That’s a great question! Depending on date and condition, your Lincoln Wheat Cent could be $0.02, or it could be $1,200,000! Spoiler alert: it’s much more likely to be $0.02.

You can find out with extreme accuracy using the services available at PriceThatCoin.com.

Here’s a table of coins worth getting checked out. If you’re not sure if your coin is in this grade or if it is problem-free, ask the professional numismatists at PriceThatCoin.com before having it certified by a reputable TPG.

1909 S (check for S/S): All Grades 1919 D: Choice MS
1909 S (check for S/S): All Grades 1919 S: Choice MS
1909 S VDB: All Grades 1920 D: Choice MS
1909 VDB DDO: AU+ 1920 S: MS
1910 S: MS+ 1921: Choice MS+
1911 D: Choice MS+ 1921 S: MS
1911 S: AU 1922 D: MS
1912 D: AU+ 1922 No D Strong Reverse: All Grades
1912 S: AU 1922 Weak D: VF+
1913 D: MS+ 1923 S: AU
1913 S: AU+ 1924 D: EF
1914 D: All Grades 1924 S: MS
1914 S: EF+ 1925 D: Choice MS+
1915: Choice MS 1925 S: MS+
1915 D: Choice MS 1926 D: Choice MS
1915 S: EF+ 1926 S: AU+
1916 D: MS+ 1927 S: Choice MS
1916 S: MS 1928 S: Choice MS+
1917 DDO: All Grades 1931 S: VF
1917 D: Choice MS 1936 DDO: VF
1917 S: MS+ 1943 D/D: Choice MS
1918 D: Choice MS 1944 D/S: All Grades
1918 S: MS+ 1946 S/D: AU
1955 DDO (Not Poor Man’s): All Grades

Have a coin of this date, but you’re not sure how it grades, or if it’s problem-free? Submit your coin to PriceThatCoin.com for a Numismatist’s Professional Opinion.

What is a 1909-S VDB Lincoln Wheat Cent Worth? Something! It depends on condition. There are a lot of fakes, so before spending your money on certification, solicit a Numismatist's Professional Opinion.

What is a 1909-S VDB Lincoln Wheat Cent Worth? Something! It depends on condition. There are a lot of fakes, so before spending your money on certification, solicit a Numismatist’s Professional Opinion.

Lincoln Wheat Cent Rarity:

Most real, common date Lincoln Wheat Cents are worth between $0.02 and $0.20. There are a lot of counterfeits of valuable coins! Faked Lincoln Wheat Cents (altered dates and mint marks, cast copies, doctored coins) have been around since the Mint started making them in 1909, so don’t think just because you know the history of your coin going back 50 years, it’s not fake.

Common date Wheat Cents in average circulated grade are extremely common. The U.S. Mints made them literally by the billions. By the 1920s, Philadelphia put out over 100,000,000 Lincoln Wheat Cents every year, and by the 1940s, total mintage output reach close to and sometimes surpassed one billion coins per year. It’s actually still quite easy to find mint red rolls of Lincoln Wheat Cents from the 1950s.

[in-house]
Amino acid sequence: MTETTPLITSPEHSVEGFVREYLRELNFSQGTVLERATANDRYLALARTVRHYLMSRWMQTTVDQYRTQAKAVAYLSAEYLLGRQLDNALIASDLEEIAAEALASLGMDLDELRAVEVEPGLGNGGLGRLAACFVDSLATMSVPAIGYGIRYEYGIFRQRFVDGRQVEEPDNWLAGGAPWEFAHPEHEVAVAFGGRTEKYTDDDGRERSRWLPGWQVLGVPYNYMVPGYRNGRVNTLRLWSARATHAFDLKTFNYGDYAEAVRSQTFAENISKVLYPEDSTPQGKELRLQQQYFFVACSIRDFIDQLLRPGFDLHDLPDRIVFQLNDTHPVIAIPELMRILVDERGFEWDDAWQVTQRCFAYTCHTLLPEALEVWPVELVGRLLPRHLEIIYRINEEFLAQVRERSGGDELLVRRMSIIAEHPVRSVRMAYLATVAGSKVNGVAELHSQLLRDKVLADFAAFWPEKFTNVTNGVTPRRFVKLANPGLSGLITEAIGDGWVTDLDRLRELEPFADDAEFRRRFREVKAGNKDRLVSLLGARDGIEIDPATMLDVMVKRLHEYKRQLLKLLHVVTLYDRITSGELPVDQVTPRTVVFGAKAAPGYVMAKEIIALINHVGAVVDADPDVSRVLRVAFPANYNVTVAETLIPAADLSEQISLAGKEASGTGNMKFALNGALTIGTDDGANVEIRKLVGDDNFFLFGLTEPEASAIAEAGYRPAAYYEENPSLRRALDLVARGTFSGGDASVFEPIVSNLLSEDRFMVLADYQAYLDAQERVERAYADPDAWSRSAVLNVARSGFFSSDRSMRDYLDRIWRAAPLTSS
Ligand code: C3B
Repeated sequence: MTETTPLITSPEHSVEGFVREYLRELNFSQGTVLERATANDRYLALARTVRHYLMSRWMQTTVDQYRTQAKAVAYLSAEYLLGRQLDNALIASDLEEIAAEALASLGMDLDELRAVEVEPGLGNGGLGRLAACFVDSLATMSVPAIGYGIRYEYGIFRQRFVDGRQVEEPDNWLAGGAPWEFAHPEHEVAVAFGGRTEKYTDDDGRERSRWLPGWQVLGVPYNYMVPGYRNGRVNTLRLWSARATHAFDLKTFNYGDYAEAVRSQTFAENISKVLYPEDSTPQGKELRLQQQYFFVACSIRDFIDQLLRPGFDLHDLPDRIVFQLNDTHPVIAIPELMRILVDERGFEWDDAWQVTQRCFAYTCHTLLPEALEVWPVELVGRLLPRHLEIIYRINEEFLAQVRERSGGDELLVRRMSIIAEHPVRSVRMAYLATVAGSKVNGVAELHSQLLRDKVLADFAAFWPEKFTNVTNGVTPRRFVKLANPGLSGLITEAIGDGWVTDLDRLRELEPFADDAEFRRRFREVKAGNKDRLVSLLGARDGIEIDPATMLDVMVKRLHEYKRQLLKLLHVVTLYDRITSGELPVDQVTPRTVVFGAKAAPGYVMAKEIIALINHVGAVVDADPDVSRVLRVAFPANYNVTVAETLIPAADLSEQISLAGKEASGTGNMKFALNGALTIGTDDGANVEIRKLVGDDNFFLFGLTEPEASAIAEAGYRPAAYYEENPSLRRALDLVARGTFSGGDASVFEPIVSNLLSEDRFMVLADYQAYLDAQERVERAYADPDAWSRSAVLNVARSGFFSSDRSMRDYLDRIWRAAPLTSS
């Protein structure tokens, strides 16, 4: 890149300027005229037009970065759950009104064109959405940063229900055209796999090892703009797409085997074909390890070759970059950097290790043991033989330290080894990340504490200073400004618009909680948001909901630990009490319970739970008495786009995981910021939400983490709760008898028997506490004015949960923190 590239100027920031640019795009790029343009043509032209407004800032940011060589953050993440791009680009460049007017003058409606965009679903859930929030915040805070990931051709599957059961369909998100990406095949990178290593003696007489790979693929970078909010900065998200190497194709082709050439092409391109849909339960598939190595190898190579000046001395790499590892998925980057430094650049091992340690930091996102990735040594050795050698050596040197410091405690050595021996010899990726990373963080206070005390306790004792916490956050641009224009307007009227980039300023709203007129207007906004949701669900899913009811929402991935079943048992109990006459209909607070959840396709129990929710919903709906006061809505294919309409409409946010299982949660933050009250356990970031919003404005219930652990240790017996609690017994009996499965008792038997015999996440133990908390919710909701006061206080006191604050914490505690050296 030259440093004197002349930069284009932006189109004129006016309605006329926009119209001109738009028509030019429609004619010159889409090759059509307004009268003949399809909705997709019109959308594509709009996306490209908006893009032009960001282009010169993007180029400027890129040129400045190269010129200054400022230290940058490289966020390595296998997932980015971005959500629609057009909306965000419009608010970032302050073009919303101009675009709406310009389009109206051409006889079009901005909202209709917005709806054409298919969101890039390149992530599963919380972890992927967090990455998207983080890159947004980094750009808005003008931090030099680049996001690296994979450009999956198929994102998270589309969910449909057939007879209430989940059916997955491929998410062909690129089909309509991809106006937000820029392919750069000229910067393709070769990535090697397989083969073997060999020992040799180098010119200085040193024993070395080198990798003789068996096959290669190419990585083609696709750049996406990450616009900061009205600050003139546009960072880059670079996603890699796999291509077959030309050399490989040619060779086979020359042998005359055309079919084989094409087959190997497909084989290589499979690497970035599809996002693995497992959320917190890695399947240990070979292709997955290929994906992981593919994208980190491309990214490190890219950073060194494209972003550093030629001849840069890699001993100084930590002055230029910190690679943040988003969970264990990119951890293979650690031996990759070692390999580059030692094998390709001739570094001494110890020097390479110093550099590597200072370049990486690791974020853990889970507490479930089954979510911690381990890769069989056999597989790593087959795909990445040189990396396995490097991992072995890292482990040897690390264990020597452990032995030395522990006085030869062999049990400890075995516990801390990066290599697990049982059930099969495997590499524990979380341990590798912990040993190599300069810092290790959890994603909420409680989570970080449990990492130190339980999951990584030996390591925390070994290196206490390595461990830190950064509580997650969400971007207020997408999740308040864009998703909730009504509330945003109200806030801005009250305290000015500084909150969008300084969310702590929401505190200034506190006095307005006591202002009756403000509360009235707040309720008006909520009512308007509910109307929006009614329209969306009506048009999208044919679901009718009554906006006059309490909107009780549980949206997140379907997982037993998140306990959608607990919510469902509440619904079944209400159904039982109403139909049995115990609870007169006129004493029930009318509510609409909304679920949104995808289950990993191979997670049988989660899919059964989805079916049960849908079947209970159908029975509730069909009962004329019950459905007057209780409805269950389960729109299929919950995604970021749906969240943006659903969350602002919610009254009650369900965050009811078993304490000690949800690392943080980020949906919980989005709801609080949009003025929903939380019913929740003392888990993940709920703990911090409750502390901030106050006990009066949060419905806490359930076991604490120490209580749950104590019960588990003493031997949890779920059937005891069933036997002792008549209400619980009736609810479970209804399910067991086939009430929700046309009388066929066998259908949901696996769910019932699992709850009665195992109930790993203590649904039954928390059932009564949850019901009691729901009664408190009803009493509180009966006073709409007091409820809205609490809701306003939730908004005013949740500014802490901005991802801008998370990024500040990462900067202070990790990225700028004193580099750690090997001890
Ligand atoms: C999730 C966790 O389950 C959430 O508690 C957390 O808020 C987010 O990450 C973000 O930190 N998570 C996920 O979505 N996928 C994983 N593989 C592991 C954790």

Lincoln Wheat Cent Condition:

Most common date Lincoln Wheats are in what numismatists (coin nerds) call Extremely Fine (EF/XF) to Uncirculated (or Mint State) condition. As circulated coins are numismatically common, average circulated common date coins (coins that were minted in high numbers by a given U.S. Mint at Philadelphia, Denver, San Francisco) do not have considerable value.

What's a 1944-D Steel Wheat Cent Worth? A lot! But there are a LOT of counterfeits. And 1943 Lincoln Wheat Cents from every mint are extremely common, and not worth a lot. Before you submit your coin for certification, you might get a Numismatist's Professional Opinion.

What’s a 1944-D Steel Wheat Cent Worth? A lot! But there are a LOT of counterfeits. And 1943 Lincoln Wheat Cents from every mint are extremely common, and not worth a lot. Before you submit your coin for certification, you might get a Numismatist’s Professional Opinion.

Common Problems:

Wheat Cents often have problems severely impacting their value. We see polished coins, pvc coins, dipped coins, and artificially toned Wheats. By a large margin, the most common Cent problem is that the coin has environmental damage. Copper is quite reactive, so coins discolor and corrode much more quickly than coins of other metals. All of these issues substantially impact Wheat Cent values as the almost all coins are common.

Lincoln Wheat Cent Values:

There are uncommon dates and there are common date coins in uncommon condition. Generally speaking, if you have a teen Wheatie in Mint State red (note: telling the difference between cleaned and Mint Red can be tricky for the inexperienced), it may be worth having that coin certified, particularly if it is an earlier date. Get a numismatist’s professional opinion if possible before submitting for certification. We see a LOT of teen Wheat Cents in lower grades – they have to be pretty nice to have substantial collector value.

If your coin is not on this list, it may not be worth spending the money to get it certified. Get an unbiased numismatist’s professional opinion if you’re not sure. If it is on this list, you should get a professional numismatist’s opinion to see if it’s real (there are tons of counterfeits out there, most of them very good) and to determine if it’s in a good enough condition to justify spending the money for certification (authentication, grading, and protection.)

For the sake of our list, we consider coins with a collector market value (numismatic value) of over $100 valuable enough to consider sending in for certification.

A word about Proof Lincoln Wheat Cents:
Even to the experienced numismatist, the Matte Proof Cents of 1909 to 1916 are tough to pick out. If you feel you have a Matte Proof, it’s best to have the coin certified as such, understanding there’s a good chance it is not a proof.

If it’s not an early matte proof Lincoln Wheat Cent, it might not be worth a lot of money. To find out, submit the coin to PriceThatCoin.com for a Numismatist’s Professional Opinion.

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